We have all heard this saying so often, “You don’t know what you have until you lose it”. Most of us commonly attribute it to relationships, but my personal experience with the unpredictable Myasthenia Gravis (MG) has opened my eyes to other scenarios in which this saying is applicable.
Until I had a Myasthenic Crisis, I did not fully grasp the importance of swallowing saliva – a task so simple that we all do so often throughout the day without even thinking about it. During my stay at the hospital, it took me over two (2) months to resume the ability to swallow my own saliva, after which I was finally allowed to take sips of water. As the years went by, I would just be going about my day when suddenly I would start choking. The surprising aspect was that, I wasn’t choking because I was eating or drinking water, but just because I was doing what everyone does without a thought – swallow saliva.
For non-myasthenics, waking up in the morning is a non-issue. They wake up, open their eyes, get out of bed and go about their day without even as much a thought to how all that came about. However, simple tasks such as getting out of bed in the morning can be a daunting challenge for those living with MG.
I remember during my house job (internship), while trying to take my patient’s history (complaint), I broke down crying because I was in pain. The source of the pain was not my head or my stomach or anything else you would have thought of, rather, it was from trying to talk. The more I tried to form the words, the more pain I experienced. My brain knew what it wanted to say, but my mouth just could not form the words.
Then, a few years ago, I spoke to some fellow myasthenics who told me they found it difficult to walk, so climbing the stairs was a tall tale. This wasn’t a common symptom I experienced so I did not fully comprehend it at the time. Then one fateful day, while walking in town, it suddenly felt like two (2) big balls of lead had been tied to each of my legs. How I made it from this market area to my house is still a mystery, or rather a miracle.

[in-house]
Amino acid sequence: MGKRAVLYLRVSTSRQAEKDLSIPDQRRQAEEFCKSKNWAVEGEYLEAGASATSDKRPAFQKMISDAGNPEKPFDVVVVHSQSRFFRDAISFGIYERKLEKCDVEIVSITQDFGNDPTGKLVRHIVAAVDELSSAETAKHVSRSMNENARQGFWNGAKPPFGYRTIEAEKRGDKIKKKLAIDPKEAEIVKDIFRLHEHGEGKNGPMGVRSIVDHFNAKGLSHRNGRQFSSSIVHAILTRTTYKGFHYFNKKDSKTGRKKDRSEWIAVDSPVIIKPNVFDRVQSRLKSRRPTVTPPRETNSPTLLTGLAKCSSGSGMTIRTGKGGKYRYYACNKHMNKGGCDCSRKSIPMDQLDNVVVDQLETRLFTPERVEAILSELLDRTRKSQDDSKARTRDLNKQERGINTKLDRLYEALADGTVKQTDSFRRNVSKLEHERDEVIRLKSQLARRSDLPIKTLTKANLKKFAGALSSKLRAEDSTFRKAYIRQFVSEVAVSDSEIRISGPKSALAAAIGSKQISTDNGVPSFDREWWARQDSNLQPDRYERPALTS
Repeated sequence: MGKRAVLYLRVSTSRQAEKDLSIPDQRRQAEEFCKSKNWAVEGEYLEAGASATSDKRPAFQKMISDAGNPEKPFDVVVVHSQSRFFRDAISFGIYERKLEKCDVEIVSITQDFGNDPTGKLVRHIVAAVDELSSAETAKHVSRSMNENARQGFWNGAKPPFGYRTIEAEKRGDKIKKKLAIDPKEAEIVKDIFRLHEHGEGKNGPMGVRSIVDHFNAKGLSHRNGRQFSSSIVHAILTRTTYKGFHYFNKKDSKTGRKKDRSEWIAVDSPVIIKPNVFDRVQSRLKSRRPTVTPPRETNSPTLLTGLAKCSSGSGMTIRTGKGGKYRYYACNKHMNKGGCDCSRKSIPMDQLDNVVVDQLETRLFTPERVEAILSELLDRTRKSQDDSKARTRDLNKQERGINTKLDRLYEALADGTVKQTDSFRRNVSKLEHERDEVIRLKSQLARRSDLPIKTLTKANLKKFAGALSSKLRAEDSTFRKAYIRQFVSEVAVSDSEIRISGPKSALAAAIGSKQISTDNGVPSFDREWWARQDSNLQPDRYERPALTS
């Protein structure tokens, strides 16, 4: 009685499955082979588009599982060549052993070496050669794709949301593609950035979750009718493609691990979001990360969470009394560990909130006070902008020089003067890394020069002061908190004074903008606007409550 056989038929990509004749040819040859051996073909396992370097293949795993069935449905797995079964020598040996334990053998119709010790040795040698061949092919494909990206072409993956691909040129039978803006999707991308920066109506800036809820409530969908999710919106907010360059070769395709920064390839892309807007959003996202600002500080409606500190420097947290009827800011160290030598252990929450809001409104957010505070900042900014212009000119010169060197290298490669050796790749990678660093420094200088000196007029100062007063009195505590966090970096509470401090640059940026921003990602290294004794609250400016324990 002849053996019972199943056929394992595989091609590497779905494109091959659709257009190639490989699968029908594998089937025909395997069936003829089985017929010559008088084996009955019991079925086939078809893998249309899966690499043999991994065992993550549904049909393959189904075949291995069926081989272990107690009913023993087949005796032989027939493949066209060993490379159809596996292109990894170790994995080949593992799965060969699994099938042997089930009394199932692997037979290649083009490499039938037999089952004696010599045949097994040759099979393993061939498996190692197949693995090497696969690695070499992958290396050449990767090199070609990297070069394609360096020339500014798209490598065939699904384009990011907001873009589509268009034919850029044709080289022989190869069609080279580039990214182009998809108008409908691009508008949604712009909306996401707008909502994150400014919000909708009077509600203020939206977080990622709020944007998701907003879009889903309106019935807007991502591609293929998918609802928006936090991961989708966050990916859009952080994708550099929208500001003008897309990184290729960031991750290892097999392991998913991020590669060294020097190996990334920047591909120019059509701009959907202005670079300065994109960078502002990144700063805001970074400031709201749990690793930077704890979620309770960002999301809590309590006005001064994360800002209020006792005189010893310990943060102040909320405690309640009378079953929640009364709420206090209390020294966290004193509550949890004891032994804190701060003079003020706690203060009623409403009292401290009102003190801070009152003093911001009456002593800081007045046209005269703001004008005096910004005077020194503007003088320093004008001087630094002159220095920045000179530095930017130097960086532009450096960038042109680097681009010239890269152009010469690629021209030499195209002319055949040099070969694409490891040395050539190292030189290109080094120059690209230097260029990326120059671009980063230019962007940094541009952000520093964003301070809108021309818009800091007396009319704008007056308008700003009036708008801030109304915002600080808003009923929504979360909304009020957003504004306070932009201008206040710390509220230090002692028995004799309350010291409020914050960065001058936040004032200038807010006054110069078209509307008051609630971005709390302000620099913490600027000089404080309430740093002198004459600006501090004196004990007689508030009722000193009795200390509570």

As the reality of living with MG rears its head daily as evidenced by very simple tasks that are quite difficult for us, I remind myself not to give up because every day I wake up brings with it new hope.
We can look at our lives and think about all the numerous things MG has taken from us, but thankfully since MG does not affect the brain, I choose to focus on the things it has given me. MG has taught me resilience; it has taught me to persevere even in the face of difficulty. It has also taught me to be patient with myself and to care for myself. I saw an image on Facebook that said: Self-care is a priority, not a luxury. I totally agree.
Finally, because of MG, I have learnt to appreciate the little things.
Facebook: Livingfreetolive//Kemi Olawaiye-Dampson
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